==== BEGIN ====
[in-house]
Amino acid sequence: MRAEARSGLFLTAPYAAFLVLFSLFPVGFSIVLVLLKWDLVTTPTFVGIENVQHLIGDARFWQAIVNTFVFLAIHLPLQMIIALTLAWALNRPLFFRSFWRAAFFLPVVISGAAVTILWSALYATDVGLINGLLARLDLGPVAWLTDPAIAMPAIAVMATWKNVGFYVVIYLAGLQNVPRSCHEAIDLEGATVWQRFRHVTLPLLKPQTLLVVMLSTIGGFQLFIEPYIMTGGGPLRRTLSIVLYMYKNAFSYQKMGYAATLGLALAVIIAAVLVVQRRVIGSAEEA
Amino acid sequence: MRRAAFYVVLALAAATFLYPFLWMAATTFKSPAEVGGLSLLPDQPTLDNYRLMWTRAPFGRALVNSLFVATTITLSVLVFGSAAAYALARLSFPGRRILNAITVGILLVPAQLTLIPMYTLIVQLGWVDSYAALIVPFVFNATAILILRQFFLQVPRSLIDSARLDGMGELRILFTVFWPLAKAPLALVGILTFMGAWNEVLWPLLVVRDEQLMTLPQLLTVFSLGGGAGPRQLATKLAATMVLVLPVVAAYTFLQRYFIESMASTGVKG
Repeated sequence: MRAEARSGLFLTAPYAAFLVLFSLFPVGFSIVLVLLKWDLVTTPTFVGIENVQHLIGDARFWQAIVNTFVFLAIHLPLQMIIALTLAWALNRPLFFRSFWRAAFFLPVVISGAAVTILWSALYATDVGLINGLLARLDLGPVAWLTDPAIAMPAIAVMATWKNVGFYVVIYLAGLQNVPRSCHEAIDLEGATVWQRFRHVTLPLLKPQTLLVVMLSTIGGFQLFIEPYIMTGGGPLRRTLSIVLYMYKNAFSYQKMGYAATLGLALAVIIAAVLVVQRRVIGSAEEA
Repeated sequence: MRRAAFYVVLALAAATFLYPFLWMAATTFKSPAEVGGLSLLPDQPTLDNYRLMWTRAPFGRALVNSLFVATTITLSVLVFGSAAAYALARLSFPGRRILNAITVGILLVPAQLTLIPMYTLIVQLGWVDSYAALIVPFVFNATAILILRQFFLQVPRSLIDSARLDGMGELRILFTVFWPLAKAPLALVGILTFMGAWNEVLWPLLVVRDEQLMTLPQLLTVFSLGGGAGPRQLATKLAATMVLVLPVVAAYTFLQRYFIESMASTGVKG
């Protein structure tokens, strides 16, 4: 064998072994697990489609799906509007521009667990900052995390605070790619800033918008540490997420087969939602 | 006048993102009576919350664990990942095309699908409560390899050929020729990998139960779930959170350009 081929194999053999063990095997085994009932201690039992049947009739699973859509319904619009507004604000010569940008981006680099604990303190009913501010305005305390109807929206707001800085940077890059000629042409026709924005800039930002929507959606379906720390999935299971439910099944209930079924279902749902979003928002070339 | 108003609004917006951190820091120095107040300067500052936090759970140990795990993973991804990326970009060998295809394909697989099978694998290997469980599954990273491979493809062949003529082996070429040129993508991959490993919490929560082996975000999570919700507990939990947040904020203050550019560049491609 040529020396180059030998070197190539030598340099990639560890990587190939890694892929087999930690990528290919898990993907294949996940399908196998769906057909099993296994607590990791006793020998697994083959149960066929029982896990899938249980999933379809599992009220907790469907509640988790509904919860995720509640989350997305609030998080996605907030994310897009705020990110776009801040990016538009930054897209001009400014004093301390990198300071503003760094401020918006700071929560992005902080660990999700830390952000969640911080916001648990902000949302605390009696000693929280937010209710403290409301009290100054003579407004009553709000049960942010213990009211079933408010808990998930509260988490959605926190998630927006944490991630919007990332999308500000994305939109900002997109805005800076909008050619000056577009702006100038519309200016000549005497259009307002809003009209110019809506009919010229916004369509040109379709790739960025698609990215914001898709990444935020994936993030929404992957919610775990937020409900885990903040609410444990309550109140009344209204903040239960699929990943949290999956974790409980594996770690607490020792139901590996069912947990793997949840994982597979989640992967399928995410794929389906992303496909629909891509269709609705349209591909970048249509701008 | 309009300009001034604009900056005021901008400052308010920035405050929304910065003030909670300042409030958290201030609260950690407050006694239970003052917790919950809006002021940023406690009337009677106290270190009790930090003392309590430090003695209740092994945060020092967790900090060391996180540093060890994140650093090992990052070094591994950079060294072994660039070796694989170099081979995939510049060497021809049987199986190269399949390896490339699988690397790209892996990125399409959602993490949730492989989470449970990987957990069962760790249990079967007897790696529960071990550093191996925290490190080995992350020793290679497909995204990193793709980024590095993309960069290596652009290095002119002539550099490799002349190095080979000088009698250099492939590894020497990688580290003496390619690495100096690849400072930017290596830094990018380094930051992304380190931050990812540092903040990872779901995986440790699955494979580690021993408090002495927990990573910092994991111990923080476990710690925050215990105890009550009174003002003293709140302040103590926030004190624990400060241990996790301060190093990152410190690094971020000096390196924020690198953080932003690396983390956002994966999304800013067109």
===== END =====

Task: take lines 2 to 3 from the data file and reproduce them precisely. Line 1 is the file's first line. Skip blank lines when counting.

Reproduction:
Amino acid sequence: MRAEARSGLFLTAPYAAFLVLFSLFPVGFSIVLVLLKWDLVTTPTFVGIENVQHLIGDARFWQAIVNTFVFLAIHLPLQMIIALTLAWALNRPLFFRSFWRAAFFLPVVISGAAVTILWSALYATDVGLINGLLARLDLGPVAWLTDPAIAMPAIAVMATWKNVGFYVVIYLAGLQNVPRSCHEAIDLEGATVWQRFRHVTLPLLKPQTLLVVMLSTIGGFQLFIEPYIMTGGGPLRRTLSIVLYMYKNAFSYQKMGYAATLGLALAVIIAAVLVVQRRVIGSAEEA
Amino acid sequence: MRRAAFYVVLALAAATFLYPFLWMAATTFKSPAEVGGLSLLPDQPTLDNYRLMWTRAPFGRALVNSLFVATTITLSVLVFGSAAAYALARLSFPGRRILNAITVGILLVPAQLTLIPMYTLIVQLGWVDSYAALIVPFVFNATAILILRQFFLQVPRSLIDSARLDGMGELRILFTVFWPLAKAPLALVGILTFMGAWNEVLWPLLVVRDEQLMTLPQLLTVFSLGGGAGPRQLATKLAATMVLVLPVVAAYTFLQRYFIESMASTGVKG